The Big Seven health insurers spent $26.2 billion buying back their own stocks in 2022 to enrich CEOs, shareholders
REMINDER: That $26 billion health insurers used to buy back their shares was for just one year.
Last week we reported that the Big Seven for-profit health insurers made more than $69 billion in profits in 2022 – a record haul – on combined revenues of $1.25 trillion.
With all of that money, the companies clearly could give their customers a break on their out-of-pocket obligations, which could make a significant dent in the growing mountain of medical debt more and more Americans are finding themselves buried under. Last year, Kaiser Health News reported that 100 million of us – the vast majority of whom have health insurance – now have medical debt, primarily because insurers require us to pay thousands of dollars in many cases before they will begin paying claims.
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But instead of doing that, the Big Seven spent $26.2 billion last year buying back their own stock to boost the value of shares, a once-illegal practice that benefits no one other than already-rich shareholders.
Increasingly, as insurers and employers continue moving as many of us as possible into high-deductible health plans, we are becoming a nation of the functionally uninsured. Most of us have health insurance, but millions of American families are now forgoing the medical care they need because they simply don’t have the cash to meet their deductibles and other out-of-pocket requirements, which include coinsurance and copayments. Many people with diabetes, for example, are skipping doses of insulin and other medications they need.
Middle-class families are being hit the hardest, and middle-class people of color who have high-deductible health insurance are arguably the most frequent victims. Researchers at Boston University have found that high-deductible health plans are exacerbating racial health disparities. In a 2020 study, they discovered that Black breast cancer patients who are enrolled in high-deductible plans are less likely to be diagnosed and treated in a timely manner than women who have little or no deductibles.
High-deductible plans are inordinately punitive to middle-class families. That’s because low-income Americans enrolled in Medicaid are spared from unaffordable out-of-pocket expenses, and the wealthy among us have the financial resources to easily cover those expenses.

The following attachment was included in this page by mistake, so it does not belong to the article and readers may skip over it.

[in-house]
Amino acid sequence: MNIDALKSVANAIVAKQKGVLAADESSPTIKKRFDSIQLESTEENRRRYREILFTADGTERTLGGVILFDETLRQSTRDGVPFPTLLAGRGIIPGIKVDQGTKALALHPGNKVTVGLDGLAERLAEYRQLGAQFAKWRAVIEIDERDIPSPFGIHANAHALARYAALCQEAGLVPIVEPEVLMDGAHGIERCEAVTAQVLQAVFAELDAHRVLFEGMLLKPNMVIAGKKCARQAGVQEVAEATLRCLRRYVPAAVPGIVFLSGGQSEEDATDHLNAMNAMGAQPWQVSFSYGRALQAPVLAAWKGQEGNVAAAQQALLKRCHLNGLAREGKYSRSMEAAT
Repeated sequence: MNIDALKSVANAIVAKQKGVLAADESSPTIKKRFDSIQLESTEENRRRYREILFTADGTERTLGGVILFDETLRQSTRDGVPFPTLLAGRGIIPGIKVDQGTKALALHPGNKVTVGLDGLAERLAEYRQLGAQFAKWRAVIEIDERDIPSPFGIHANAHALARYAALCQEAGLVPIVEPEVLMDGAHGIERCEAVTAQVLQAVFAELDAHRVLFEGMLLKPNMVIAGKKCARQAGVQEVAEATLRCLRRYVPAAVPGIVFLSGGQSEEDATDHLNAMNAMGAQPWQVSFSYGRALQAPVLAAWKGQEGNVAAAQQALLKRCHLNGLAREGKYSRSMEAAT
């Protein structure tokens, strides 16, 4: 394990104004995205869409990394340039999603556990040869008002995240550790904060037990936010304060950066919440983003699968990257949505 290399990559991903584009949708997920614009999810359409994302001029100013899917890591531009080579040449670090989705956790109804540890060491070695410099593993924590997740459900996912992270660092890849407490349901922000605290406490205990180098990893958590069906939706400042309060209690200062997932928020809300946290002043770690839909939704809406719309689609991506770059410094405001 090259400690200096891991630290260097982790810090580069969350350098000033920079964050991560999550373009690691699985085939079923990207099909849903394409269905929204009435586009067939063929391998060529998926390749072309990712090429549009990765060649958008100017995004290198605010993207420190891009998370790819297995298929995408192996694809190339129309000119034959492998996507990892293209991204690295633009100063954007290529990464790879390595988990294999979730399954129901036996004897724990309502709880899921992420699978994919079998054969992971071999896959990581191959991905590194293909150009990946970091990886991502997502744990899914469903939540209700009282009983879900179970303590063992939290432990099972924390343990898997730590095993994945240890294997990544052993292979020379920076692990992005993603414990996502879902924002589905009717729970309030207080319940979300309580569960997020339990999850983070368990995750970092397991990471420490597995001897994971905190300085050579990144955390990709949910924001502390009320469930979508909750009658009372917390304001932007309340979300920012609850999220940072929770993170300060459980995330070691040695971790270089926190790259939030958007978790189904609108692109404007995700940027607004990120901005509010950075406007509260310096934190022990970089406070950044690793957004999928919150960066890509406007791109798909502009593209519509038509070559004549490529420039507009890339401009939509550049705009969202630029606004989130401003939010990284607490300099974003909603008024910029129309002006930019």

The Big Seven health insurers – UnitedHealth, CVS/Aetna, Cigna, Elevance, Humana, Centene, and Molina – could use the $26 billion they spent buying back their own shares to alleviate the burden of out-of-pocket requirements and still have plenty left over for their top executives and other shareholders. Unfortunately, investors have come to expect big share buybacks, which were unlawful until a little over 40 years ago.
As former Labor Secretary Robert Reich wrote this morning:
Before 1982, it was illegal for corporations to purchase their own stock to artificially prop up share prices. Then Ronald Reagan’s SEC adopted a rule protecting corporations from being charged for this kind of stock manipulation.
Jump ahead to 2017 and the Trump-GOP tax cuts added fuel to the fire. Since then, stock buybacks have more than doubled, reaching a record high $1.2 trillion in 2022 alone.
That’s $1.2 trillion that did not go into improving quality of life for American workers or building the American economy. It just went straight into the pockets of already-wealthy shareholders and CEOs.
Once again, Wall Street gains at the expense of working families.
Reich notes that the Biden administration supports a bill – the Stock Buyback Accountability Act of 2023, introduced by U.S. Sens. Sherrod Brown (D-Ohio) and Ron Wyden (D-Oregon) – that would impose a 4% tax on buybacks. That would be an increase from the 1% tax imposed by the Inflation Reduction Act last year.
A 4% tax on buybacks would generate $48 billion, which could be used to help alleviate the burden of medical debt for millions of Americans and reduce cost-sharing requirements for many other patients.
By the way, that $26 billion health insurers used to buy back their shares was, as I noted, for just one year. In a future post, I’ll tally up the totals over the past several years. Spoiler alert: the numbers are mind-blowing.
I think most of us know about the evils of Big Pharma. What we need now is action to enjoin New York City from throwing retirees under the bus with a cheap Medicare Advantage plan.
The proposed 4% tax on stock buybacks is well intentioned but misguided. Instead, progressives must unite around a multi-pronged public information campaign. Its aim: to pressure the five members of the Securities and Exchange Commission to rescind Rule 10b-18, the so-called "safe harbor" rule that gives corporate criminals a get-out-of-jail-free card for perpetrating the blatant fraud of buying back their own shares — a sham transaction that (by definition) has no legitimate business purpose. Wendell Potter is right: this money should go back to you and me.